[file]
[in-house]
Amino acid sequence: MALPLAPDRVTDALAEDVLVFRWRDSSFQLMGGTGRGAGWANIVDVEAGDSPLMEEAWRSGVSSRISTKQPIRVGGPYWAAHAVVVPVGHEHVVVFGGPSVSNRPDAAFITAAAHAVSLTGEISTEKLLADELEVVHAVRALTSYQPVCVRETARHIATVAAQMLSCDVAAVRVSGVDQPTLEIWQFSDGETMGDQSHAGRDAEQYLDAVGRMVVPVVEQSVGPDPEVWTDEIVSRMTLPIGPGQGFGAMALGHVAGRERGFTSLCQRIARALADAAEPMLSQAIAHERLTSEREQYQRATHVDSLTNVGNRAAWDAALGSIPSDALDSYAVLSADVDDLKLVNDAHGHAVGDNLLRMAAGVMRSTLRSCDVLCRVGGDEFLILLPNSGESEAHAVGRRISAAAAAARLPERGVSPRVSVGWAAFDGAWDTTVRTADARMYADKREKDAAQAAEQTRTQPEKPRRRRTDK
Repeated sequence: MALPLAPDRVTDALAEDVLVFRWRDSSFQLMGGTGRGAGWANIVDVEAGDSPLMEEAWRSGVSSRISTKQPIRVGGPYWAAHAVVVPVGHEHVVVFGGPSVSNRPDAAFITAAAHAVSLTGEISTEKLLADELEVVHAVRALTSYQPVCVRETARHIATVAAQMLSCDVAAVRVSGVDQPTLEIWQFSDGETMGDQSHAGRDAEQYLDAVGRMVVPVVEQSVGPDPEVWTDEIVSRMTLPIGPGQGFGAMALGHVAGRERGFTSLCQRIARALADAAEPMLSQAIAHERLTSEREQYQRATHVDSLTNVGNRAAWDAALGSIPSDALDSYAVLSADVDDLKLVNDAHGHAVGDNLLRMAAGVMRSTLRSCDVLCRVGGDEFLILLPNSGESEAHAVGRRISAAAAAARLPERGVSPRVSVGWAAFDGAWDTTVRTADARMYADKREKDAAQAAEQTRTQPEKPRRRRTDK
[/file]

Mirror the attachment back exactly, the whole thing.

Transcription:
[in-house]
Amino acid sequence: MALPLAPDRVTDALAEDVLVFRWRDSSFQLMGGTGRGAGWANIVDVEAGDSPLMEEAWRSGVSSRISTKQPIRVGGPYWAAHAVVVPVGHEHVVVFGGPSVSNRPDAAFITAAAHAVSLTGEISTEKLLADELEVVHAVRALTSYQPVCVRETARHIATVAAQMLSCDVAAVRVSGVDQPTLEIWQFSDGETMGDQSHAGRDAEQYLDAVGRMVVPVVEQSVGPDPEVWTDEIVSRMTLPIGPGQGFGAMALGHVAGRERGFTSLCQRIARALADAAEPMLSQAIAHERLTSEREQYQRATHVDSLTNVGNRAAWDAALGSIPSDALDSYAVLSADVDDLKLVNDAHGHAVGDNLLRMAAGVMRSTLRSCDVLCRVGGDEFLILLPNSGESEAHAVGRRISAAAAAARLPERGVSPRVSVGWAAFDGAWDTTVRTADARMYADKREKDAAQAAEQTRTQPEKPRRRRTDK
Repeated sequence: MALPLAPDRVTDALAEDVLVFRWRDSSFQLMGGTGRGAGWANIVDVEAGDSPLMEEAWRSGVSSRISTKQPIRVGGPYWAAHAVVVPVGHEHVVVFGGPSVSNRPDAAFITAAAHAVSLTGEISTEKLLADELEVVHAVRALTSYQPVCVRETARHIATVAAQMLSCDVAAVRVSGVDQPTLEIWQFSDGETMGDQSHAGRDAEQYLDAVGRMVVPVVEQSVGPDPEVWTDEIVSRMTLPIGPGQGFGAMALGHVAGRERGFTSLCQRIARALADAAEPMLSQAIAHERLTSEREQYQRATHVDSLTNVGNRAAWDAALGSIPSDALDSYAVLSADVDDLKLVNDAHGHAVGDNLLRMAAGVMRSTLRSCDVLCRVGGDEFLILLPNSGESEAHAVGRRISAAAAAARLPERGVSPRVSVGWAAFDGAWDTTVRTADARMYADKREKDAAQAAEQTRTQPEKPRRRRTDK